Corporate media a major part of the problem!

With friends like these, who needs enemies?

By Jack E. Lohman

I wrote about it in February, but Mike McCabe, Executive Director of Wisconsin Democracy Campaign said it best on Sara Schulz’s radio show: our TV stations are a major part of the problem. (Mike is on the first hour… listen while you work.)

Political corruption is the number one reason America is in such dire financial straits, and most of the corruptive money filters directly to CNN and Fox and others for political ads. Why would they blow the whistle on our corrupt politicians and stop that flow of corrupt cash to their TV station???

They obviously wouldn’t and haven’t, but there’s another problem. If every time a corrupt politician were to appear on their shows, which is always, and the host were to nail them for their corruption, they’d soon have no politicians to interview!!!

Where in the hell are Fox and the other “values” stations on this issue of “honesty?”

The money originates with the Koch Brothers, passes through the politician, ends up in the media’s bank account, gets the politician re-elected, and the media buries the corruption.

Nice. And the politician keeps voting on legislation that increases his/her net worth (by typically 10-15% per year). How else would Nancy Peloci reach $35 million in net worth?

So by not disclosing this corruption and fraud upon the American public, we concentrate our ire away from the politicians that caused the economic crash. Good strategy folks!

10 Responses to Corporate media a major part of the problem!

  1. Politicians have long forgotten the American people, they know exactly what they must do to be elected in today’s society, and that’s bend over backwards for special interest groups who fund their extravagant campaigns. Without these funds, they don’t have a prayer in hell to be elected.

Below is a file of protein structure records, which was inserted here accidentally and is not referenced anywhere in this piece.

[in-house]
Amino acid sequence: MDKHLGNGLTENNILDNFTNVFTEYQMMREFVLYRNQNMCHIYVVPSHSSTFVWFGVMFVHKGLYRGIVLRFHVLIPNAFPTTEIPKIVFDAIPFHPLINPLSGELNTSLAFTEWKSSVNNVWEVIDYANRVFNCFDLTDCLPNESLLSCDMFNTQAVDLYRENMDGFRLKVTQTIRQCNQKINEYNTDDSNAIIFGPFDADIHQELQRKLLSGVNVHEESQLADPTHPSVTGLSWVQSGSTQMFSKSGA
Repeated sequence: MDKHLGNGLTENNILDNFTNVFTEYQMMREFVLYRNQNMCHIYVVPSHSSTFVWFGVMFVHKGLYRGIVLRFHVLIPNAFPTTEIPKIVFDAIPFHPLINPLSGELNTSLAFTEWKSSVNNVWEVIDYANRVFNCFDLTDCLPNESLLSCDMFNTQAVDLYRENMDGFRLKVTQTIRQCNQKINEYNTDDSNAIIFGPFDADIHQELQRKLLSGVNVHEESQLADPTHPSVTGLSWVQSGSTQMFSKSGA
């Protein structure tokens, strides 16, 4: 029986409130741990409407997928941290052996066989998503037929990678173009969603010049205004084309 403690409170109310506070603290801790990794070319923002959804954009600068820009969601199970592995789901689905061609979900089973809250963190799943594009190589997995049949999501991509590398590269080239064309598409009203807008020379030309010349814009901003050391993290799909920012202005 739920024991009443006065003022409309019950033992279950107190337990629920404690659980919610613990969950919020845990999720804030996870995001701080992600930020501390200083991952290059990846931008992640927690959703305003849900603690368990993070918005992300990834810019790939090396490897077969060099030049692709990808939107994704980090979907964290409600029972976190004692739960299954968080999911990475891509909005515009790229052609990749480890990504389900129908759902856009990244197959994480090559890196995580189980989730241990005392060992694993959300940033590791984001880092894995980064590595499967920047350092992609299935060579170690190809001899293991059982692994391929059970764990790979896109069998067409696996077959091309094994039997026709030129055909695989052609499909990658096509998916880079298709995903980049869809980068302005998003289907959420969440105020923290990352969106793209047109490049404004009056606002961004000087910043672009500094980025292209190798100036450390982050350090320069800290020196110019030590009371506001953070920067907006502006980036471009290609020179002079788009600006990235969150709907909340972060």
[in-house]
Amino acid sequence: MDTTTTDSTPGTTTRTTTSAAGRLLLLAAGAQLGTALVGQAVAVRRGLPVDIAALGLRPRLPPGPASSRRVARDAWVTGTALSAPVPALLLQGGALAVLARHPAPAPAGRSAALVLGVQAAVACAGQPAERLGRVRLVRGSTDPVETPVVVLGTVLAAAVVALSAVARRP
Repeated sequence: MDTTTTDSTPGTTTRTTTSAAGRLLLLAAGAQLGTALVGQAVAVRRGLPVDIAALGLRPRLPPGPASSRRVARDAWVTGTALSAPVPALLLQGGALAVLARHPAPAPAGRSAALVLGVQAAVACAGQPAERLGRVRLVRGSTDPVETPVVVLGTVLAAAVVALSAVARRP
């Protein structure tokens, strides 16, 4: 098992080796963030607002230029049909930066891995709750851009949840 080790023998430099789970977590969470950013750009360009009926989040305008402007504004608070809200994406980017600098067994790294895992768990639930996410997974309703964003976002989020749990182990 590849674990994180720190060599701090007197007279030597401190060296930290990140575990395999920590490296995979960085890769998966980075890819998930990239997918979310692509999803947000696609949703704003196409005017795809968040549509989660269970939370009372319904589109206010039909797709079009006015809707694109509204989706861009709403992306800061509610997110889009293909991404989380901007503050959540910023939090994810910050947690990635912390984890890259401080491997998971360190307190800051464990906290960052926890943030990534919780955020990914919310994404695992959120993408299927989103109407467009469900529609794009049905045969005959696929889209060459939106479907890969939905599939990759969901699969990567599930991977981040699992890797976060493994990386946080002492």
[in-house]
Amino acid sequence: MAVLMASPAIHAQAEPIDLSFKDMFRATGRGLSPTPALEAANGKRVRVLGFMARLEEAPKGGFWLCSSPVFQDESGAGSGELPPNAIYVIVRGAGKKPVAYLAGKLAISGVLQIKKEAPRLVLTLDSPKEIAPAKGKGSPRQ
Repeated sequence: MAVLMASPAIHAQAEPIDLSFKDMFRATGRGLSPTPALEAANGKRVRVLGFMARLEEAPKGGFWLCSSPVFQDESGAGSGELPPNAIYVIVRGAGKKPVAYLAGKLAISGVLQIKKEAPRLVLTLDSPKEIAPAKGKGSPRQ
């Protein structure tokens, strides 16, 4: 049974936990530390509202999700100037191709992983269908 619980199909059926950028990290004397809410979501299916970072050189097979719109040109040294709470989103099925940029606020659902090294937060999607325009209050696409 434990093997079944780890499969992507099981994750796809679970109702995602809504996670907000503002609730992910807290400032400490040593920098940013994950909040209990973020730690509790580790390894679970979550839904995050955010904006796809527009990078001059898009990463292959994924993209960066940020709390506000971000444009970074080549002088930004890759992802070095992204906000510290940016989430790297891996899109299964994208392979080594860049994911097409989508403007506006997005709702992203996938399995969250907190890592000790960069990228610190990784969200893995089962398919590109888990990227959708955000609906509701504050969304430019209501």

If the same politicians get reelected next term, I’m afraid that it’s game over for America as we know it.

    Good article my friend, keep them coming.

  2. Thanks much Michael, and you are absolutely correct. We MUST force a major turnover in 2012. We should cede the presidency and let Obama win or lose on his own. But the Dems must recapture the House and expand their control of the Senate.

    Eugene Barufkin sent a link on Dr. Jill Stein running for the Green Party, and I think her only chance is to primary Obama. Without IRV/Ranked Choice Voting people are going to be afraid to vote for her for fear of throwing their vote away.

    Just like our corrupt duopoly likes it.

  3. Man MKE says:

    The corollary to this is that, increasingly, vapid, good-looking broadcast “journalists” use their celebrity as a springboard into public office. Our current nut-job lieutenant governor is only the latest example.

  4. And incidentally, that politicians can make or break broadcast media through FCC regulations (or not) adds a credible threat to their behavior. Media is licensed by the government yet are not charged for the use of the airways.

  5. GreggP says:

    Since media is a part of this problem, how do we solve this? If campaigns are publicly financed, can we tell the media (since they are licensed by the government – we the people) that:

    1. campaign ads are not to be charged for the air time